Hoteliers across all markets and property classes have worked over the past several years to introduce new technologies to address the changing wants and needs of their customers. Implementing new technologies at the property level can be expensive, and making sure it all goes off without a hitch can be a delicate balancing act.
Hotel companies owe much of their success to franchisees, and investments in technology can be a huge benefit to franchise operations and profitability. Franchisees do not benefit from business interruptions, especially if they result from the rollout of new technology. Initial friction with a new tool can be detrimental to its implementation in the long run, and therefore it should be minimized, or eliminated at best. In order to achieve this, an open chain of communication must be maintained between a hotel’s operations, its marketing, and ownership teams, as well as any support staff responsible for helping hoteliers as they adapt to new implementations.
The right technology can provide great upside to franchisees, particularly when operators understand the why behind a new implementation. For example, contactless check-in solves needs for both hotel guests and operators by giving travelers more control over their hotel experience, while cutting down on the number of necessary interactions at the front desk. However, a half-hearted implementation of contactless technology and practices can reduce efficiency, frustrate guests, and divert unnecessary traffic to the front desk.
This can happen if operators cannot find use for a new tool, or they believe a new implementation is disrupting their processes. The best remedy for this situation is clear communication between franchisees and franchisors before, during, and after new technology is rolled out. If franchisees understand exactly which implementations are critical and how they can be managed, they can be prepared to adapt as guest preferences bend toward digital interactions and contactless interactions evolve.
Not too long ago, self check-in was considered a threat to the core hotel experience. Today, however, this technology is gaining traction, including with several big brands. Shifts in the way the public prefers to interact on property, spurred by the onset of a global pandemic, have made alternatives to the traditional check-in experience more common across the industry. This tool also benefits hotels’ bottom line because it diverts some of the workload from the front desk so fewer employees are required.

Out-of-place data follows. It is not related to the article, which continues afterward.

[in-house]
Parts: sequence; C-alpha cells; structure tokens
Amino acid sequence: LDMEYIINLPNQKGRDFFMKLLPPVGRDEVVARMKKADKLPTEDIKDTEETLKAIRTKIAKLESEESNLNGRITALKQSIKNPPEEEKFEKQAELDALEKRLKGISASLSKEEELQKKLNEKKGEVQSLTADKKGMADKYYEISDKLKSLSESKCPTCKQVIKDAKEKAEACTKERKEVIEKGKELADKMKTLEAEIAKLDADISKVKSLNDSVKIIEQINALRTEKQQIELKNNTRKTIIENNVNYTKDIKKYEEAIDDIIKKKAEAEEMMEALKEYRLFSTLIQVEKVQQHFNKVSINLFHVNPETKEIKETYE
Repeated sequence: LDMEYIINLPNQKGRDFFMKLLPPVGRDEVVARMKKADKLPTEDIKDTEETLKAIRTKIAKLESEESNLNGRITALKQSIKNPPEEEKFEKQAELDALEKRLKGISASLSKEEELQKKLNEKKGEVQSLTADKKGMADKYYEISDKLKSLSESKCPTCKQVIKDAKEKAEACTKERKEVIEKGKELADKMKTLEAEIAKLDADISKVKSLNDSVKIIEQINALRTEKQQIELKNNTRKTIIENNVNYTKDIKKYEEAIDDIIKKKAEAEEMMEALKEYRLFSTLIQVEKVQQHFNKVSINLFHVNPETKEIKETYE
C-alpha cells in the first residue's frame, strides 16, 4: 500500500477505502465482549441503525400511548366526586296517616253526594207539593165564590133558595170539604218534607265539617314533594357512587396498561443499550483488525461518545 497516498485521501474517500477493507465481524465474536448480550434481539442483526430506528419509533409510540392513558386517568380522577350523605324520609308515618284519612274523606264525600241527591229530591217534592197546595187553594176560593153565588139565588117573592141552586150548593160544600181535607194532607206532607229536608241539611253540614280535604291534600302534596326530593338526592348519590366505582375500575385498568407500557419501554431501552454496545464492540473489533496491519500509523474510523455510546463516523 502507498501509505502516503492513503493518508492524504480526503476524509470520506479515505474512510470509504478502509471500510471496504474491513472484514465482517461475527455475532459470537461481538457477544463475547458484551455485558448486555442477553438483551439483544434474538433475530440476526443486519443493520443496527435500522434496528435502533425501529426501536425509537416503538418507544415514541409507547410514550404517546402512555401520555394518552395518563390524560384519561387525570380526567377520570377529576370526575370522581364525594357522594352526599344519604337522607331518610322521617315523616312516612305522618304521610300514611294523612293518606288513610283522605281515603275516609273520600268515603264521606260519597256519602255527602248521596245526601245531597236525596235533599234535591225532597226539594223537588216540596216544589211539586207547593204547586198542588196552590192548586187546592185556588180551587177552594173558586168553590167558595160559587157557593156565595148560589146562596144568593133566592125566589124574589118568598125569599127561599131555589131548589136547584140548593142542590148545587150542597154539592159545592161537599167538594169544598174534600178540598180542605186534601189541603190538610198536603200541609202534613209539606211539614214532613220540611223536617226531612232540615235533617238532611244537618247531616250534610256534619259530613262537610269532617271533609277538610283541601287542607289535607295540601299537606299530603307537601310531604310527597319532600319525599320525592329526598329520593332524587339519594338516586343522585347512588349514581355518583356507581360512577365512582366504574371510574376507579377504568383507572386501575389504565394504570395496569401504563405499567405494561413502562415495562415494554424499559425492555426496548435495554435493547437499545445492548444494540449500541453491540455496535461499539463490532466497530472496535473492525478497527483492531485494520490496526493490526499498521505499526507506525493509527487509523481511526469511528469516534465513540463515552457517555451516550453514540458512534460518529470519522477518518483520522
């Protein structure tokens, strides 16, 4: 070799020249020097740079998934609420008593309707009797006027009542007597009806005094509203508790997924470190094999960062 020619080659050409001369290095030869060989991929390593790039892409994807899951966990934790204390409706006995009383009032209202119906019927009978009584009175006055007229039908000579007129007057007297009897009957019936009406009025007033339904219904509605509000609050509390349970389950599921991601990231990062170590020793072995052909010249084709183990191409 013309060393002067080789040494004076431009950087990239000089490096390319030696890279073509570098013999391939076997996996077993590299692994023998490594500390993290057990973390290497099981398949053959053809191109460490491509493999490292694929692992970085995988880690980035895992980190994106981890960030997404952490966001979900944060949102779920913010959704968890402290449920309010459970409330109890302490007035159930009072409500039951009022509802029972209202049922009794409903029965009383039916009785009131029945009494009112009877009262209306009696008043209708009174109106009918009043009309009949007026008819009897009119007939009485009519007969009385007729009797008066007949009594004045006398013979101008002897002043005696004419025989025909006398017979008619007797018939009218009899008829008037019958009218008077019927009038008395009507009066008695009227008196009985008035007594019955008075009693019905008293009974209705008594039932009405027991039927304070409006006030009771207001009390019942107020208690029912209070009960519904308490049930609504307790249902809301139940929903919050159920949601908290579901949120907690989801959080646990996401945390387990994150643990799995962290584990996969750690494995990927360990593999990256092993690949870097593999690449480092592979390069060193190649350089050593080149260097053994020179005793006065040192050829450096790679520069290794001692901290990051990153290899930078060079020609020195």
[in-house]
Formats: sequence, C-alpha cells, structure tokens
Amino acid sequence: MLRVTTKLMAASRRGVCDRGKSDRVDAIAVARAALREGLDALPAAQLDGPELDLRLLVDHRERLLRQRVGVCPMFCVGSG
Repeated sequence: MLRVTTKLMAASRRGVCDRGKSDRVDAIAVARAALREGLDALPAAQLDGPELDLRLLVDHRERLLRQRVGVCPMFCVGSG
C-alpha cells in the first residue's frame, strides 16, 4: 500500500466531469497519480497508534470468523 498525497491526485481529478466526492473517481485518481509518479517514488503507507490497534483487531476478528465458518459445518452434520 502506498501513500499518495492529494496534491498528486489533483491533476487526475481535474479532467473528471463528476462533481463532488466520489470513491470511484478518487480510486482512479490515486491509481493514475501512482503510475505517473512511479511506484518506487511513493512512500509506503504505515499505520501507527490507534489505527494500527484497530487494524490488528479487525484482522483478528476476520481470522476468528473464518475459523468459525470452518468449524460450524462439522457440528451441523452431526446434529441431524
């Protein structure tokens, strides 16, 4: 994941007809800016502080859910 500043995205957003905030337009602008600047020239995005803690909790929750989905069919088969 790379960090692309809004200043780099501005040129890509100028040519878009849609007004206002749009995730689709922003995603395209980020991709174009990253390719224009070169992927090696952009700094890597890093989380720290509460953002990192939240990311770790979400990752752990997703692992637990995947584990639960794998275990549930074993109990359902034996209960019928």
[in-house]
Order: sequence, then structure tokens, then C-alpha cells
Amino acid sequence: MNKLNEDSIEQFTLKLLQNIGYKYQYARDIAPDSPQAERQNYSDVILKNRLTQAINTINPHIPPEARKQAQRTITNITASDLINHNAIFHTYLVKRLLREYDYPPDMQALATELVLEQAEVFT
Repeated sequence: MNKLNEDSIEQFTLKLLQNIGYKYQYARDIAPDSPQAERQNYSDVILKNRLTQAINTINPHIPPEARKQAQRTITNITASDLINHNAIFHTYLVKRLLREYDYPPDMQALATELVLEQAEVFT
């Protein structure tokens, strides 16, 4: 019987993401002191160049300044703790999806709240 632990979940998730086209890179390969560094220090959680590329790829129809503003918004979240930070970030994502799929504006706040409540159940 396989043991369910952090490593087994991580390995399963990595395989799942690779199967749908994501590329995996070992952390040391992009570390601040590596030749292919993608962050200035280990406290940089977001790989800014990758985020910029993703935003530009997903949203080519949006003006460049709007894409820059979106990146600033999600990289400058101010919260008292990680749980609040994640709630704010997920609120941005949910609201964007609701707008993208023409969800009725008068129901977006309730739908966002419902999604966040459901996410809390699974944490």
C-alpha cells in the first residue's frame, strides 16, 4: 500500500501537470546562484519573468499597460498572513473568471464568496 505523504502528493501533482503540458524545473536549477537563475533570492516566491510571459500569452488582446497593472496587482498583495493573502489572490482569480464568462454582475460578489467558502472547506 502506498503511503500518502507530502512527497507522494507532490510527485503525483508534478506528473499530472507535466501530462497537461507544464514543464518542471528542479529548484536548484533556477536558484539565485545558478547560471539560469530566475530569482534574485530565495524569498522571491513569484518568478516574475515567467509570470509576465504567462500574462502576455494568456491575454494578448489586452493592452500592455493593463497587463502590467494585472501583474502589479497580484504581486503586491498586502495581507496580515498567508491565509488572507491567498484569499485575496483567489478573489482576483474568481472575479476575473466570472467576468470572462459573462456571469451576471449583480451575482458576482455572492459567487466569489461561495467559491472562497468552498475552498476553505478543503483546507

There will be a great emphasis on technology that fulfills guest needs while providing operational support throughout the next business cycle. This presents an opportunity for hotels to develop new operating models that will benefit their bottom line. New technology should not be used to automate yesterday’s processes. When looking to the future, it is important to consider what makes an investment in technology successful in hospitality. By being open to new processes and vocal with requests for support, franchisees can use technology to improve operations and profitability.
The overriding goal of hotel technology remains unchanged: to allow guests to decide the best way to book, save them time and effort, and allow them to decide what the key features of their hotel stay should be. The future of guest satisfaction turns on digital connectivity between travelers and hotels, as well as greater precision and flexibility when delivering rates. The hotel is responsible for offering the tools to make this connectivity a reality. Franchisees are responsible for implementing, and providing feedback to help solutions evolve.
All of this begins with a dialogue, one where both owners and hotel companies are encouraged to have a free and open dialogue, challenge each other and arrive at the optimum solutions. So, let’s talk.
Sponsored by Red Roof